FRICTION STIR WELDING X RHEOCASTING
In recent years, industry has undergone a deep transformation. Indeed, with the massive arrival of new technologies, industry standards are being shaken up. Environmental pressures and global warming are largely the causes.
As a consequence, it is necessary to adapt production processes and innovate by finding new processes that are just as efficient but reduce environmental costs. Today. we will take a closer look at two of these new technologies: friction stir welding and rheocasting.
What these two technologies have in common is that they work the metal in a specific state. Indeed, unlike conventional casting, rheocasting uses the metal in a pasty state. Similarly, unlike conventional soldering processes, FSW does not reach the melting point of the material and therefore welds the metal in its pasty state.
Rheocasting: what is this technology?
Rheocasting is a process that originated in the 1970s. It came as a response to the problems faced with high pressure die casting, which was no longer able to meet the demands of designers. In fact, the casting world is evolving at a very fast pace with ever-increasing customer demand and requirements. Thus, the casting industry must rely on its latest innovations to bounce back. Given the increasing use of aluminium, rheocasting is one of the technologies to be acquired.
1. In which sectors is rheocasting used?
Rheocasting is a new process for producing aluminium parts. Nowadays it is a material used more and more because of its lightness, its affordable price and its perfect thermal conductivity. This is why some industries have turned to it to improve the technical characteristics of their parts.
Thus, rheocasting can be found in the telecom sector where thermal conductivity is very important, in the truck sector where the aim is to make vehicles lighter, and in the automotive sector where waterproof and other characteristics (lightness, lower CO2 emissions, development of the electric car, etc.) are paramount.
2. What are the benefits of rheocasting?
Design of highly complex parts in all possible forms.
The mechanical post-treatment stage is no longer necessary, which reduces costs and therefore makes production as profitable as possible.
Aluminium is lighter than steel and offers similar mechanical resistance properties.
Easily weldable parts.
Wider range of secondary and primary alloys that can be cast.
Very low porosity levels: no leakage with high resistance.
3. What does rheocasting consist in?
Rheocasting is a special casting process in which aluminium, in its liquid state, is cooled and stirred until it reaches a semi-solid state. Rheocasting is based on two main factors:
- Strong undercooling with nucleation of alfa particles,
- Shear force to avoid the formation of dentrites.
Rheocasting process – Stirweld
Rheocasting is a new process to work the material in a pasty state. As you have seen, working this way offers many advantages for every industry sector. Let’s now move on to another technique that uses unconventional state for manufacturing: the friction stir welding technology.
FSW: the new and green welding technology
Friction stir welding, also known as FSW, is one of the most advanced trends in welding technology. It is a weld carried out in a pasty state, the so-called solid state of the joining process. The weld is created solely by mechanical friction deformation. Several technological parameters have to be taken into account:
- The geometry of the FSW tool,
- Welding parameters: tool rotation speed in revolutions per minute, tool movement speed in mm/min and tool tilt angle in degrees,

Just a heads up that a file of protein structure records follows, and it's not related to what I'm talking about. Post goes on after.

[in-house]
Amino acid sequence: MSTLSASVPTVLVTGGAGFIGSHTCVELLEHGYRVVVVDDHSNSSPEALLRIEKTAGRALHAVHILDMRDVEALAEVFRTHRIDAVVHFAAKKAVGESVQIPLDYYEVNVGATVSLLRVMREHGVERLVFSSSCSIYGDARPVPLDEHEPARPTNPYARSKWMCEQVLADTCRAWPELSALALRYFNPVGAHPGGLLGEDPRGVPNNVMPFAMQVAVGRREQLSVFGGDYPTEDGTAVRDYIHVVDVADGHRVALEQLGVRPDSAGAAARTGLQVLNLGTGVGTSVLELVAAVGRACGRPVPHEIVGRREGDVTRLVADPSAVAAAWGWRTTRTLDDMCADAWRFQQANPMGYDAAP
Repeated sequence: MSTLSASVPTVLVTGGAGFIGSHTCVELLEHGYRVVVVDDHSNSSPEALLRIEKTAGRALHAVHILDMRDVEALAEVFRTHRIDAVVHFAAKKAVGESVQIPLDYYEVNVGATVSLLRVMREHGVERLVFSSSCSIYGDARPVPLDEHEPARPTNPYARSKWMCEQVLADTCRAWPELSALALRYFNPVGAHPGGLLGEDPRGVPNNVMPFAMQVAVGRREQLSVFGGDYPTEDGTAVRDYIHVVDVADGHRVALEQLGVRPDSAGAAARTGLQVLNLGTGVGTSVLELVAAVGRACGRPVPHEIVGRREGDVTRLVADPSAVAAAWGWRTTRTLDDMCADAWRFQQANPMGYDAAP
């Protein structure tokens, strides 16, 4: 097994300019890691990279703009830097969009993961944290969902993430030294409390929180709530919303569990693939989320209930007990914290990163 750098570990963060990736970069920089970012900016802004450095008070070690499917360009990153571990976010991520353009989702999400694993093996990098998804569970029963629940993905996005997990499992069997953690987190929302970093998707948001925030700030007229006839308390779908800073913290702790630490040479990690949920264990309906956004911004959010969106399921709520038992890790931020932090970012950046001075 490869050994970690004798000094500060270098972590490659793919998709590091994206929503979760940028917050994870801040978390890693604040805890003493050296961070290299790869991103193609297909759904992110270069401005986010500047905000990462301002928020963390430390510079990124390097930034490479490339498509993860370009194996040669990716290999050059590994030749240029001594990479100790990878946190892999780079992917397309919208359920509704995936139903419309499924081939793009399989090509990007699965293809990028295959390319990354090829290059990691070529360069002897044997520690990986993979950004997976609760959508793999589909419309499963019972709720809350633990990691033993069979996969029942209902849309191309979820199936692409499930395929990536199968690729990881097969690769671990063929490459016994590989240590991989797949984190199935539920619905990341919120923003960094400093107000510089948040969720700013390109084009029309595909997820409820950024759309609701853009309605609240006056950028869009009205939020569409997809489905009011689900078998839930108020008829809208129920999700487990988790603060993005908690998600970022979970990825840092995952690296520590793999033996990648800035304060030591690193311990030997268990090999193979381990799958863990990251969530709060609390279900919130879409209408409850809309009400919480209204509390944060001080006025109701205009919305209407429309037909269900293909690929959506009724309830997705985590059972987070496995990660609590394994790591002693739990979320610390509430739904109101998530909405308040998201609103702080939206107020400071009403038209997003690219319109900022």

- Joint design.
1. In which sectors is FSW used?
The parts welded by FSW have a high mechanical strength with a static reduction of about 10-20% and a fatigue strength close to the base material. With no leakage (water, acid, or air), this process is used in many industries:
For more details about the applications, please see here: FSW applications.
2. What are the advantages of FSW?
Friction Stir Welding is a mature technology for the assembly of aluminium but also copper. This process makes it possible to maintain mechanical properties close to those of the base material.
Now, with FSW we can weld high-strength aluminium alloys (2000, 6000 and 7000 series), something that could not be done before. Welding of dissimilar materials has also become possible with FSW. Thus, aluminium and copper, aluminium foundries and aluminium and steel can be easily welded.
The table below illustrates the mechanical reductions according to the type of welding and shows the improvements related to the use of friction stir welding as far as joint efficiency is concerned.
We were talking about environmental protection and taking into account the impact of industry on the environment. With the FSW, there is no surface preparation, no grinding or cleaning is required. No spar, no smoke, no noise. It is a “green” process.
Finally, the main advantage of the Friction Stir Welding is that it is a “cold” welding, more exactly in a pasty state, therefore without melting and without any addition of material.
3. How does Friction Stir Welding work?
The Welding Institute (TWI), invented friction stir welding in 1991. Once the TWI patent fell into the public domain at the beginning of 2015, great development prospects opened for FSW technology.
In the infographic below, follow the process of friction stir welding in its different steps:
FSW in 4 steps
As you have understood, FSW is a revolutionary process in the world of welding. Working the material in a pasty state is a great evolution in the industry.
Imagine now how mixing rheocasting and FSW will help you improving your parts!
Rheocasting & FSW: the best of two worlds
In the casting world, many innovations have emerged, including rheocasting and Friction Stir Welding: one has revolutionized the world of welding and the other has solved casting problems related to HPDC.
As a result, tests were carried out to find out whether rheocasting parts could be welded by friction stir welding. One of the main characteristics of rheocasting parts is that they are easily weldable.